: All about your Snout, Pulley, and Barrings.



topend22
03-17-13, 12:42 PM
Hi Guys, I dont know who p[osted this to give credit too but the information is GOLD...

Here's a post from the other site that sheds some light. I might have a sleeve machined like this other guy.

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Take a look inside the LSA snout before you begin modifications

In the jpeg the screen shot shows a sectioned view of the LSA snout.
Left to right there is the drive pulley (green); a double row angular contact bearing (wide); a single row deep groove ball bearing (narrow); the hub (blue) with drive pins (gray). Down thru it all is the shaft (green).

The installation of the angular contact bearing is the first and most important step. It is must be seated against the shoulder in the housing bore, pressed in with pressure on the outer race only. A quick check to verify that it is seated is the outer bearing race should be 2 mm (+/- 0.1) from the face of the housing. This bearing handles the axial as well the radial loads and (with the pulley installed) maintains the position of the shaft assembly. If the position is not correct the rest of the shaft assembly will be off.

The next step is to press the shaft assembly into the housing and bearing in the same operation. The inner race of the angular contact bearing must be supported during this operation if not it can be damaged, moved or the bearings (wide and narrow) can be preloaded. The shaft assembly is pressed to seat the shoulder of the shaft against the inner race of the angular contact bearing. You can verify this by checking the 22.9 dimension (below). Or by the length of shaft protruding from the angular contact bearing, this should measure 29 (+/- 0.5).

The last operation is pressing the drive pulley onto the shaft. The (blue) hub face must be supported when pressing the pulley on, if not the angular contact bearing will be damaged. A machined tube works best (14.1 ID x 28 OD x 28 L ) it clears the drive pins and protruding shaft. You can use a bearing heater to warm the hub, it will help reduce the press force required. Don't remove material from the shaft diameter or pulley bore to make it easier to press on.

Quick check things after work has been done by someone else:
*If you want to do a quick check if the work has been done correctly. Even if the pulley is installed and the snout is mounted on the SC you can see if this part is OK. And it's easy, if it is still there remove the plastic cap from the hub of the SC drive pulley. The end of the shaft (the pulley is pressed onto) should be flush to slightly shy of the pulley hub face. If the shaft face is more than 1 mm down from the hub face it's likely care was not taken during the swap.

*If you got the snout assembly back from a shop with the pulley installed you can check as above and check another dimension. Another point to measure is from the coupling hub face (blue, far right) to the face of the housing that mates to the SC. This is the most important dimension to check. This should measure 22. 9 mm (+/- 0.5). Less than 22.4 is a little to be concerned with but if it's more than 23.4 be sure it pressed in all the way. When this hub sticks out more than designed it will leave less room between the face of the mating hub in the SC. The coupling that is in between can be pinched between the two hubs. The result is high bearing preload, excessive heat, premature bearing failure, and (worst case) the rotors are pushed back into the SC housing.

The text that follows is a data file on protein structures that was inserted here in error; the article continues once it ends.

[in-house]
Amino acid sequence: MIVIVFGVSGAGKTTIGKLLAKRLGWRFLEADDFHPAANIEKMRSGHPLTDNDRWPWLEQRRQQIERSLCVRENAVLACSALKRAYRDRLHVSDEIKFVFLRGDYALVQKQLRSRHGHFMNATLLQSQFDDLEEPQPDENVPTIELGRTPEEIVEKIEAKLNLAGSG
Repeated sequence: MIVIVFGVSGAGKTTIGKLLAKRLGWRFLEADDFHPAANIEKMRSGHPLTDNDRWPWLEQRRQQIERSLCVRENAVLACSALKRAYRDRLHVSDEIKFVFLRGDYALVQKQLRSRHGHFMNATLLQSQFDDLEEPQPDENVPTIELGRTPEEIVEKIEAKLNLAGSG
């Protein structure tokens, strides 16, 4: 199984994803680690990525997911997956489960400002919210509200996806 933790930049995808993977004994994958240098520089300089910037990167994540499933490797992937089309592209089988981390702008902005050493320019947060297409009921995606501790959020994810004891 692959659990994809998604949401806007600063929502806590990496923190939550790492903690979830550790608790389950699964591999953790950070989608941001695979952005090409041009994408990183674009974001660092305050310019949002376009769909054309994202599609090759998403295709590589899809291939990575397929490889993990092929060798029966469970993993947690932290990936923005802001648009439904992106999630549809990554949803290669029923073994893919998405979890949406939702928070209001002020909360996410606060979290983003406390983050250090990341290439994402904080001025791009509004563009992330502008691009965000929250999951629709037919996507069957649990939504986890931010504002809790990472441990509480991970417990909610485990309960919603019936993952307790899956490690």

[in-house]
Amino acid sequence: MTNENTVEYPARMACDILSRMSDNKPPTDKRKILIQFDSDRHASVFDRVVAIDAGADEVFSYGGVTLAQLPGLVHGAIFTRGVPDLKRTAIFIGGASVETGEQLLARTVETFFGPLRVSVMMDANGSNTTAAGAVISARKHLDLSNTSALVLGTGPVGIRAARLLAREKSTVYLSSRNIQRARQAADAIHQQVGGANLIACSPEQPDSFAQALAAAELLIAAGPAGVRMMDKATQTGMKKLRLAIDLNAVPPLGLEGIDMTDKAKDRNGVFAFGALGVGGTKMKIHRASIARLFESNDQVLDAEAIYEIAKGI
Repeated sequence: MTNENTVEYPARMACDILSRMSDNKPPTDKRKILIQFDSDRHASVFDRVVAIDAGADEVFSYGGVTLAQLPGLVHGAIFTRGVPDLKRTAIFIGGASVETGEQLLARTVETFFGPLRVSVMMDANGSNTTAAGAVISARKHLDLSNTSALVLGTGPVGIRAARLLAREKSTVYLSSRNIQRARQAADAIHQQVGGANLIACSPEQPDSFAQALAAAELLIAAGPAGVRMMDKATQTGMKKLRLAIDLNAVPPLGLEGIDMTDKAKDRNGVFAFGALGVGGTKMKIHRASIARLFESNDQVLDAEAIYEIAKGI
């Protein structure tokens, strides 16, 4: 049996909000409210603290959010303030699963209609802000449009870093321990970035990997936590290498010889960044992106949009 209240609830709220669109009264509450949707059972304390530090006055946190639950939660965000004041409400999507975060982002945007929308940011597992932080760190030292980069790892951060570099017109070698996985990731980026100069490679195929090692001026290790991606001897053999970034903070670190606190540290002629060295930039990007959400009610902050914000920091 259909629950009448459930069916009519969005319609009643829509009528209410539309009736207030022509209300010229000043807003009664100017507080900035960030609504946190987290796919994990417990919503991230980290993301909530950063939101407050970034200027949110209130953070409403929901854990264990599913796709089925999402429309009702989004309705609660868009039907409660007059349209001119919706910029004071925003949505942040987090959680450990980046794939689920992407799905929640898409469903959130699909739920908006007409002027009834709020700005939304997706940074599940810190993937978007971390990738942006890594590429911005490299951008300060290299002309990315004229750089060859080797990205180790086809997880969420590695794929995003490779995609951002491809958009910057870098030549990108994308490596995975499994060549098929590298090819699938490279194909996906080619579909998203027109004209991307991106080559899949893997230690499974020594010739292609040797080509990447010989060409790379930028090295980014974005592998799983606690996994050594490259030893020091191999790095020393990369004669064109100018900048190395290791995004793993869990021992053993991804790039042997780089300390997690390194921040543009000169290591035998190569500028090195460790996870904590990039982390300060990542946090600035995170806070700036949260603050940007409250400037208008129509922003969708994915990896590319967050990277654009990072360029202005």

A word of caution regarding after market couplings and pulleys:
Yes the OEM couplings may be noisy and the spring tends to wear into the center shaft.
(Mine has never been noisy but it was worn. I machined mine and installed a needle bearing race over the shaft. (they're heat treated) I have a shiny spot on the race and on the spring coils but no grooves after 10K miles.
Keep in mind they are designed to handle radial and axial misalignment between the snout hub and pins to the SC hub and pins. The tolerances can and do stack up and the thermal expansion/contraction of the entire assembly has to be considered. Something has to be compliant. It's the coupling!
Check out couplings available, Google "shaft couplings", there's a bazillion of them. The majority are designed for a little or a lot of shaft misalignment. And they are speed rated and de-rated based on misalignment. Yes there are a boat load of solid coupling as well. Read the requirements for shaft alignment for a solid couple. It's tight and tighter as the speeds increase and the (shaft) supporting bearings get closer to the coupling points. Keep all this in mind as you continue to increase the overdrive percentage of the SC.

My point......Be very careful if you decide to switch to a solid coupling there is more to be concerned with than just the fit on the (6) drive pins!


Drive pulleys:
IMO drive pulleys that have been pinned to the shaft are reason for concern. The OEM pulley/shaft combinations are ALL interference fitted they don't need to be pinned. Any shop that uses or recommends pins either can't hold the tolerances and/or doesn't trust their own work. Beyond that an 1/8" dowel pin will not help if the fit is not correct.